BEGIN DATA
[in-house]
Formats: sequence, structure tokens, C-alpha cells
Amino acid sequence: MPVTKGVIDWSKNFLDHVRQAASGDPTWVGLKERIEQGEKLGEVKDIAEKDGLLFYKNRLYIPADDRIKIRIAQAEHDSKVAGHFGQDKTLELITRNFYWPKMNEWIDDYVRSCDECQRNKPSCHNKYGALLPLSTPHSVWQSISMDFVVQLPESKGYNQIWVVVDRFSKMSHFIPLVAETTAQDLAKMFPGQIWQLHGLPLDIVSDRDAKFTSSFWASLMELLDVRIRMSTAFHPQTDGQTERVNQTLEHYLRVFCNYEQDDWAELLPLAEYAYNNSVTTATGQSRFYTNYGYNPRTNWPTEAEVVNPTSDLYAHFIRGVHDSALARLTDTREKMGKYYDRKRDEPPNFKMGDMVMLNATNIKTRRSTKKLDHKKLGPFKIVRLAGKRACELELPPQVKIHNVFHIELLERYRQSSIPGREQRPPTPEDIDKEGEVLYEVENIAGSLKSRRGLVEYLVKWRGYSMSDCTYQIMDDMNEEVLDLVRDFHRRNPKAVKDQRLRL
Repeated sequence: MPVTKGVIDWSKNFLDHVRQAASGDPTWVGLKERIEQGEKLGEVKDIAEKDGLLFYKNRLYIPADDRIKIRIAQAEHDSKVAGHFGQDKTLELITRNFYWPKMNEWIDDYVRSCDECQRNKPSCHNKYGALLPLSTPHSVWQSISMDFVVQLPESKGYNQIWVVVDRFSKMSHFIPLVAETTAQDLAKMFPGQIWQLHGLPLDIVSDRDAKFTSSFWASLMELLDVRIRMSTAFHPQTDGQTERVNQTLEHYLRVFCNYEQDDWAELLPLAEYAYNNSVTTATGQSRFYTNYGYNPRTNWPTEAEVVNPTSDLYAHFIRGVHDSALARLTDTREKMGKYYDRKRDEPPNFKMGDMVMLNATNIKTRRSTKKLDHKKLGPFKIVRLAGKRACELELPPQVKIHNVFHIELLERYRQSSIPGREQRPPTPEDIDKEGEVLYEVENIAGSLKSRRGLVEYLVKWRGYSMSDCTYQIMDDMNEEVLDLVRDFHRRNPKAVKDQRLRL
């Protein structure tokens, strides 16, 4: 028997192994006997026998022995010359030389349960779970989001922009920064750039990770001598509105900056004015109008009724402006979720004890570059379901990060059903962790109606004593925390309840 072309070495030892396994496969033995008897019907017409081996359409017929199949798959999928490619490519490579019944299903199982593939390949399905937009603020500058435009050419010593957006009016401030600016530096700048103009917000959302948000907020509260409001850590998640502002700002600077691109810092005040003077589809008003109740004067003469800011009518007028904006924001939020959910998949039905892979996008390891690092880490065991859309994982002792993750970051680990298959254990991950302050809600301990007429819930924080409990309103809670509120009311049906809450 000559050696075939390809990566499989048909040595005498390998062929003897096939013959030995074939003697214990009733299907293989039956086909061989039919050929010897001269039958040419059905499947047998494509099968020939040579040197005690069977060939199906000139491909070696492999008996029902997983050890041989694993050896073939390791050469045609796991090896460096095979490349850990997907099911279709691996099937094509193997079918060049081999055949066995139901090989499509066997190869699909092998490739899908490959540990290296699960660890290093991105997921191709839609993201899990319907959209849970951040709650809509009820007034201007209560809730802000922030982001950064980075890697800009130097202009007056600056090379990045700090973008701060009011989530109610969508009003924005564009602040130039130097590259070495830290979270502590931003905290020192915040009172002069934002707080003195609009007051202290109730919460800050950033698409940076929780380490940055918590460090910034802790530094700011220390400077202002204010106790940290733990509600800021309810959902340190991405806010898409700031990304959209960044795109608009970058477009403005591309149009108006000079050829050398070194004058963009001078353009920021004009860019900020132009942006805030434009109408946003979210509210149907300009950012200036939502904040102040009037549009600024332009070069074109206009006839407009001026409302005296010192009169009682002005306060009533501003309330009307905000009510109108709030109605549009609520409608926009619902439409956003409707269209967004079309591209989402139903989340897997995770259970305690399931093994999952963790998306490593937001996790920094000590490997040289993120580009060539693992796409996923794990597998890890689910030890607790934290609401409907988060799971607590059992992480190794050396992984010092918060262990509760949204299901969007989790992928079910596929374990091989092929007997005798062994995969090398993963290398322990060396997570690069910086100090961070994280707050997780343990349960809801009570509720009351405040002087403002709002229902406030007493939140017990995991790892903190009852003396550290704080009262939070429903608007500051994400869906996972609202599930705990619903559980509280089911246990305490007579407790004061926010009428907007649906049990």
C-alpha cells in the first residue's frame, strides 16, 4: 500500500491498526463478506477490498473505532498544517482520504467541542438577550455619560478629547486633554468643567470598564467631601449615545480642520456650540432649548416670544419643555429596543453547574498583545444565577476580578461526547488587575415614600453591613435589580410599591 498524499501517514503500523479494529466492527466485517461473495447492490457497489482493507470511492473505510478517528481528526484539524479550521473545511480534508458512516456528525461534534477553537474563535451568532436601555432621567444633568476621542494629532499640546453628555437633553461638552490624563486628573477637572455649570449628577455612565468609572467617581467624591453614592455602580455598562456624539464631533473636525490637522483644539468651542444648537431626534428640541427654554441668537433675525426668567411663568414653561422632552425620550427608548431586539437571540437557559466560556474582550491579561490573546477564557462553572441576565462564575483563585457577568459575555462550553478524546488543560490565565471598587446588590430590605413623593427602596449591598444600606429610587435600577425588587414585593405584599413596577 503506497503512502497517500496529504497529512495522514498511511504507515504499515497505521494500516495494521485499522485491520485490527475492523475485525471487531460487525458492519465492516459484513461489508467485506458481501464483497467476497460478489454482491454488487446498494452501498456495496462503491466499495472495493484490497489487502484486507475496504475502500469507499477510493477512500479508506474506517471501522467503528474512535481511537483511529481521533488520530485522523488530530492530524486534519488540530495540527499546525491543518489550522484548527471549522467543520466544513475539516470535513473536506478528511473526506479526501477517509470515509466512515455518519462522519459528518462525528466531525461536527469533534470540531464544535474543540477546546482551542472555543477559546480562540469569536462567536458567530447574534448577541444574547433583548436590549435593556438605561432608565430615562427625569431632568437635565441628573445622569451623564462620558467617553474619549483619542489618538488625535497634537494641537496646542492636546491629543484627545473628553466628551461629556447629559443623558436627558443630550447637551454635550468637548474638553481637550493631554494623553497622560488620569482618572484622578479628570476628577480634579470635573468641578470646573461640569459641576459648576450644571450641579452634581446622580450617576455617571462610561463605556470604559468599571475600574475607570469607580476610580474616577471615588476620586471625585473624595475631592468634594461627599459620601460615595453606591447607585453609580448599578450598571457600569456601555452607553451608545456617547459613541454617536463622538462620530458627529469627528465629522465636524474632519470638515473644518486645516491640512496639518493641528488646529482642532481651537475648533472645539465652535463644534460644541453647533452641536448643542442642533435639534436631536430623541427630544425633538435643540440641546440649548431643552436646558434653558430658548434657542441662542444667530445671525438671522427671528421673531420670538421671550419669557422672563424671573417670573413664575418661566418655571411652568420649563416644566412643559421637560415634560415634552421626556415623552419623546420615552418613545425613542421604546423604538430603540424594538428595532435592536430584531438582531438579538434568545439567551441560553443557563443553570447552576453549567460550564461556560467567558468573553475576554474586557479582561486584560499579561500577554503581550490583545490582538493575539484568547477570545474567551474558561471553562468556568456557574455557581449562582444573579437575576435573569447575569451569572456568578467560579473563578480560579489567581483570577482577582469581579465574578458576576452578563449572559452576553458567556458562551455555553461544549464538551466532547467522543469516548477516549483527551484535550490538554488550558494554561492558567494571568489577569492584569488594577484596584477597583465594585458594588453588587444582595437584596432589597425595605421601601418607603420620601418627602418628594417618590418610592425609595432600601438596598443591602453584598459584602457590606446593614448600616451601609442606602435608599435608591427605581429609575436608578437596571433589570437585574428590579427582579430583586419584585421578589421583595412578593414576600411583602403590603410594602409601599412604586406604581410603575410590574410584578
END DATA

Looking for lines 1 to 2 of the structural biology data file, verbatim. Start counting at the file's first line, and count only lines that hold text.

[in-house]
Formats: sequence, structure tokens, C-alpha cells